Graduates, families, brothers, sisters, and friends, it is my happy opportunity and responsibility on this special day to add again my warm welcome and greeting to all of you and my congratulations to those we honor. We are especially grateful for the presence of Elder Richard G. Scott of the Twelve and chairman of the executive committee of the board of trustees, who presides. His support, counsel, and occasional correction are most appreciated and greatly helpful.
As always, we are grateful for the presence and constant encouragement and support we receive from Elder Henry B. Eyring of the Quorum of the Twelve, commissioner of church education. We also are pleased to have Sister Bonnie Parkin, Relief Society general president, and Sister Susan Tanner, Young Women general president, with us as members of the board of trustees. We also recognize and thank the many other friends and honored guests who are with us today.
In addition to those listed in the program as graduates, I would like to mention a person who is attending his last graduation for an extended period. Academic vice president Alan Lee Wilkins has accepted a call from the First Presidency to preside over a mission in Argentina, beginning July 1 of this year. The entire university community will miss him and his wife, Margaret, but I feel a special and personal loss as he has become a close confidant, friend, and associate since my arrival. Although we are honored by his call and support it with enthusiasm, we also admit to missing him already. Alan, would you please stand and allow us to recognize you for your most significant contributions to BYU over these many years?
I would also like to ask Professor John S. Tanner to stand. No stranger to BYU or academic leadership at the university, he has agreed to become our new academic vice president on June 1. Please join me in welcoming Vice President Tanner.
Brothers Wilkins and Tanner come from different disciplines and colleges here at BYU, but both are wonderful examples of what BYU graduates are and can become. Both are rigorous scholars, men of integrity, and exemplary Latter-day Saints. I am very grateful for the opportunity to serve with them.
As some of you might know, I am just completing my first year here at BYU. It has been and is wonderful! The surprises continue, but the special spirit is consistent and sustaining. I am constantly amazed at the general excellence and pervasive goodness of our students, faculty, staff, and administration. I think that there must not be another community anywhere in the world like this one. Sharon and I express our gratitude for the high privilege of being part of all of this.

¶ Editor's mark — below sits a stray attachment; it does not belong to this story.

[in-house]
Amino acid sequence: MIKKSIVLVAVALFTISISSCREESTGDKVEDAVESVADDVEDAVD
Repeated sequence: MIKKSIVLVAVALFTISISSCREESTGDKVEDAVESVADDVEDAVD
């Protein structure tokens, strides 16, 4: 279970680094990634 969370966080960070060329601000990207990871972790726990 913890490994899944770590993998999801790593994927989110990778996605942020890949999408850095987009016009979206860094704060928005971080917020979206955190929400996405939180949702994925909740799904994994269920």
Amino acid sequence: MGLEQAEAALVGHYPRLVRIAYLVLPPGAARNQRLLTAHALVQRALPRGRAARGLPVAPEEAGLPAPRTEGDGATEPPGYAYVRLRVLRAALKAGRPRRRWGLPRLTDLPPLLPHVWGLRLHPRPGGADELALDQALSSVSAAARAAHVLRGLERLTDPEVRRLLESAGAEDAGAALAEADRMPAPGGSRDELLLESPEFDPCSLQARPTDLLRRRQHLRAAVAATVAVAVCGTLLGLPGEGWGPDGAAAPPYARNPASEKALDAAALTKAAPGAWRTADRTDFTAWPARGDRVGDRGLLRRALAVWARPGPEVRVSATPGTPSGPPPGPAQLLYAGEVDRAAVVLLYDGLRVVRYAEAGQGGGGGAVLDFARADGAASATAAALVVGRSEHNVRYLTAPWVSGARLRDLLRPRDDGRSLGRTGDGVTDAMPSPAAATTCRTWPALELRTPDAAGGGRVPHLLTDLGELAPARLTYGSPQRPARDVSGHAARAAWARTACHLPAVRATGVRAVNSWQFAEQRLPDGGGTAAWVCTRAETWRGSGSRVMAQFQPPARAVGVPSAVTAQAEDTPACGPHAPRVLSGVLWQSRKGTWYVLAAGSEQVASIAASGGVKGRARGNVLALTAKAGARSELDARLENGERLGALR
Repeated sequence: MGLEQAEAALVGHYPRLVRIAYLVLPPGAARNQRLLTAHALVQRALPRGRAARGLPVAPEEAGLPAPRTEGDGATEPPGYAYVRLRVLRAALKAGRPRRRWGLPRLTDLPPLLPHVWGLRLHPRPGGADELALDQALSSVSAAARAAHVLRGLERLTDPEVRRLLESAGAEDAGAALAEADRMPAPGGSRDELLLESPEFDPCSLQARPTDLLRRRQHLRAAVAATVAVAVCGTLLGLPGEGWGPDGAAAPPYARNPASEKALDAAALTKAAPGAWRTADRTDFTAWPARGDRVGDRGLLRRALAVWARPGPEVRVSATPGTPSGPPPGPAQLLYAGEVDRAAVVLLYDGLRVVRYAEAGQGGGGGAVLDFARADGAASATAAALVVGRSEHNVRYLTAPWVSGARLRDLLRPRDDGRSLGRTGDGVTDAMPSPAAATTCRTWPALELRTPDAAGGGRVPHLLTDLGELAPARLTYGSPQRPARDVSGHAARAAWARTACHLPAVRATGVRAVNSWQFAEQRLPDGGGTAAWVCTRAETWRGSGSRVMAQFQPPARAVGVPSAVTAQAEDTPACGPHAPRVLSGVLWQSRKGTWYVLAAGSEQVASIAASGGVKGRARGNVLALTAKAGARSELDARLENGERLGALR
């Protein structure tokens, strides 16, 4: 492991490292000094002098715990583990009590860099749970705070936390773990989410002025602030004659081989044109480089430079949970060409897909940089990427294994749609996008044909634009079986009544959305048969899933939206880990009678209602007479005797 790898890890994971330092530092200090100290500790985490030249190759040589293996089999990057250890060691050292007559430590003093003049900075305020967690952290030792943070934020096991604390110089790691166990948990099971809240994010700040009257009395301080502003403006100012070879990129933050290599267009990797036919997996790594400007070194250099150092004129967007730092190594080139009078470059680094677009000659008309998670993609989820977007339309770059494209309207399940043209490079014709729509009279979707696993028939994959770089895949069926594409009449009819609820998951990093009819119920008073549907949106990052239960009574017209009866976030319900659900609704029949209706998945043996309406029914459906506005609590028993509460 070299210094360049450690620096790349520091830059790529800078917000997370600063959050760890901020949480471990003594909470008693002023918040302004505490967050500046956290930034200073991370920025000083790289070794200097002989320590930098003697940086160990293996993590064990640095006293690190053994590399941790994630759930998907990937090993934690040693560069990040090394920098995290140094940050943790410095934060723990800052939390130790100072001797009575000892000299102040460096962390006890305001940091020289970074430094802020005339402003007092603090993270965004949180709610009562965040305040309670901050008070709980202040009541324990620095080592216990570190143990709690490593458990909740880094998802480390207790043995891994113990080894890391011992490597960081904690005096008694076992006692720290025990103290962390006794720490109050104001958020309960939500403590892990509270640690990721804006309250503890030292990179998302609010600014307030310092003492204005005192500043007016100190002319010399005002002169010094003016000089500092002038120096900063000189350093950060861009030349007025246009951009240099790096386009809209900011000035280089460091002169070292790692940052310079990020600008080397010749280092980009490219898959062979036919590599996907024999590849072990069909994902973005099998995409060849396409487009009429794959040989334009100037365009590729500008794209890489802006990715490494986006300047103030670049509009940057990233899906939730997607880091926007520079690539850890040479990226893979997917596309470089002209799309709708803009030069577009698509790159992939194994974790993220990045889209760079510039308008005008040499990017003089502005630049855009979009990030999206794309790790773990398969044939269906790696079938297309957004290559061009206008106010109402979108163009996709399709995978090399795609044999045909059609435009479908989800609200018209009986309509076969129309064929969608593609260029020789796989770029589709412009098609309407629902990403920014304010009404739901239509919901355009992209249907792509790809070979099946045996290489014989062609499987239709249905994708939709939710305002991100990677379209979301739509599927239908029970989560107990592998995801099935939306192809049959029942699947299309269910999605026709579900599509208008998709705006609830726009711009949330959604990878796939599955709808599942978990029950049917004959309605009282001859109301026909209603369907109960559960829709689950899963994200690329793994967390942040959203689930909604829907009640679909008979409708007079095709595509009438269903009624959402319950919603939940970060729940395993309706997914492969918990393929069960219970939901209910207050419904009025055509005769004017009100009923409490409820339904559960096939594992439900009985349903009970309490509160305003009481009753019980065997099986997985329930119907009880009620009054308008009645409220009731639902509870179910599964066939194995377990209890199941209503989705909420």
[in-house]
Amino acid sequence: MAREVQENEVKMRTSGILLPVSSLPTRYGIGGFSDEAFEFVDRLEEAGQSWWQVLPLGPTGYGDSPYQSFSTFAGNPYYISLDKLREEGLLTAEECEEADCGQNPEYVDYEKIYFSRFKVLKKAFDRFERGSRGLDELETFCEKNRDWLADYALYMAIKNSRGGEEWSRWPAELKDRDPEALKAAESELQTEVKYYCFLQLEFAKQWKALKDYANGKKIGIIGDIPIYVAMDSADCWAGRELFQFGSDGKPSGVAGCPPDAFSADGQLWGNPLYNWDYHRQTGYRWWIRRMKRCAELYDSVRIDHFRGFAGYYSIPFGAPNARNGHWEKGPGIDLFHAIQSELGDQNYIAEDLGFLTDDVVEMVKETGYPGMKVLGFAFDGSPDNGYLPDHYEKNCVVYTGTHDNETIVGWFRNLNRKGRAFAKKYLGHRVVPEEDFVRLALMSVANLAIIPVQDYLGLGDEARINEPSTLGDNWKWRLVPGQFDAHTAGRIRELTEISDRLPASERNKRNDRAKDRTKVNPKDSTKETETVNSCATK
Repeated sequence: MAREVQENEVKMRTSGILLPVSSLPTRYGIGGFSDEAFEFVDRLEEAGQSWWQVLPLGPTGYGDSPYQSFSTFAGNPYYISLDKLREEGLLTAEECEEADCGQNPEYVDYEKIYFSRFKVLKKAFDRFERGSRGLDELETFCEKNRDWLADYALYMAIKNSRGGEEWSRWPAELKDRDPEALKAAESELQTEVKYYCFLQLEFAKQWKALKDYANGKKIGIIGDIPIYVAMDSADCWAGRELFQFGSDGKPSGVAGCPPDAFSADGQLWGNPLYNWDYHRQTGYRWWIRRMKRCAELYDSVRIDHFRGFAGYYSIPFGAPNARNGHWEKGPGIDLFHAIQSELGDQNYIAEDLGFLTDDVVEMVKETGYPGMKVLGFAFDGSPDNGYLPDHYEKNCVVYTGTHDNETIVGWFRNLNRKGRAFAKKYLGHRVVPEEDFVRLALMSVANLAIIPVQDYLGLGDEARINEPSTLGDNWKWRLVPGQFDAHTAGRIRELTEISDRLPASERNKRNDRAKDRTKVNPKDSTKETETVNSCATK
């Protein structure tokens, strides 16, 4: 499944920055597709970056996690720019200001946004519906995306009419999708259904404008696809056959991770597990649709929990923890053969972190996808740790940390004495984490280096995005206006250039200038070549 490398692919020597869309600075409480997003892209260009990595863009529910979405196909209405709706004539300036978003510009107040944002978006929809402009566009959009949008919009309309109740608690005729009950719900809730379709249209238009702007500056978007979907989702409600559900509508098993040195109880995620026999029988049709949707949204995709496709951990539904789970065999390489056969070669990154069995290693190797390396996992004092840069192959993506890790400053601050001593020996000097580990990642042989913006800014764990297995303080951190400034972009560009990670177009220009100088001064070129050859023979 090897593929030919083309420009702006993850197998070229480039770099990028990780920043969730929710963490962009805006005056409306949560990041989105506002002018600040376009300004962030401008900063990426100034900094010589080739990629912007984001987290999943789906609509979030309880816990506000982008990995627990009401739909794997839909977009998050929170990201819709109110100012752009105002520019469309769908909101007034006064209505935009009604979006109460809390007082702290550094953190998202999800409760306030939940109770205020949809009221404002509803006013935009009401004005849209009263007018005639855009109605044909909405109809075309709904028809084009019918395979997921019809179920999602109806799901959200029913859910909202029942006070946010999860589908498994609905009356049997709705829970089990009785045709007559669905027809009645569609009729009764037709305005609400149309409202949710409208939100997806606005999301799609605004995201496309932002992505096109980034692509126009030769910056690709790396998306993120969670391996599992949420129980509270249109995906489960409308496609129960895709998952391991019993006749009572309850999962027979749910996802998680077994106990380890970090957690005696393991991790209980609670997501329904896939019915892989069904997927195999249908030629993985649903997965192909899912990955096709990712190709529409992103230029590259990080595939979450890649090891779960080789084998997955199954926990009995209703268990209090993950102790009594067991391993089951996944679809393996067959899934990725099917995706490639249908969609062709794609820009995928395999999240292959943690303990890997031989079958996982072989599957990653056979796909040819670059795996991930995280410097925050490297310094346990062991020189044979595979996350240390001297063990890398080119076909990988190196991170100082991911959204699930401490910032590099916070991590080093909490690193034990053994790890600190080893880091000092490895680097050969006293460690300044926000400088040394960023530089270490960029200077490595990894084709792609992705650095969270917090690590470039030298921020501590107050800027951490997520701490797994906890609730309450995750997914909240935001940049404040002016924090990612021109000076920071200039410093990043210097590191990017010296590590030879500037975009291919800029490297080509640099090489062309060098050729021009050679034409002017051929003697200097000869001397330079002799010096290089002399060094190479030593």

I continue to be positively impressed as I learn more about this great university. I thought you might like to know a few interesting facts about this year’s senior class, based on our most recent BYU senior survey.
Almost half of you graduates are now married, and 16 percent have children. Our historical data predict that in the next three years 83 percent of you will be married, so we suggest particularly that the parents of the single women start to plan ahead as you juggle your finances!
You have learned much about many things while here at BYU. As evidence of this, most of you have wonderfully adjusted your thinking about important things and have lifted your sights. Just one example: When you arrived at BYU, only a third of you planned on continuing with graduate education. Now 71 percent of you have that expectation. We commend all of you for your increasing thirst for lifelong education—whatever your specific plans and immediate goals—and we assure the moms and dads here that we do understand the difference between education for eternity and creating eternal students!
As well as most of you have done, it would not have been possible without our most capable and devoted faculty. I am tremendously impressed that well over half of you students have reported that you have spent one or more semesters—and some, several—working regularly with a faculty member outside of class. We thank you and our faculty for learning together and for teaching each other.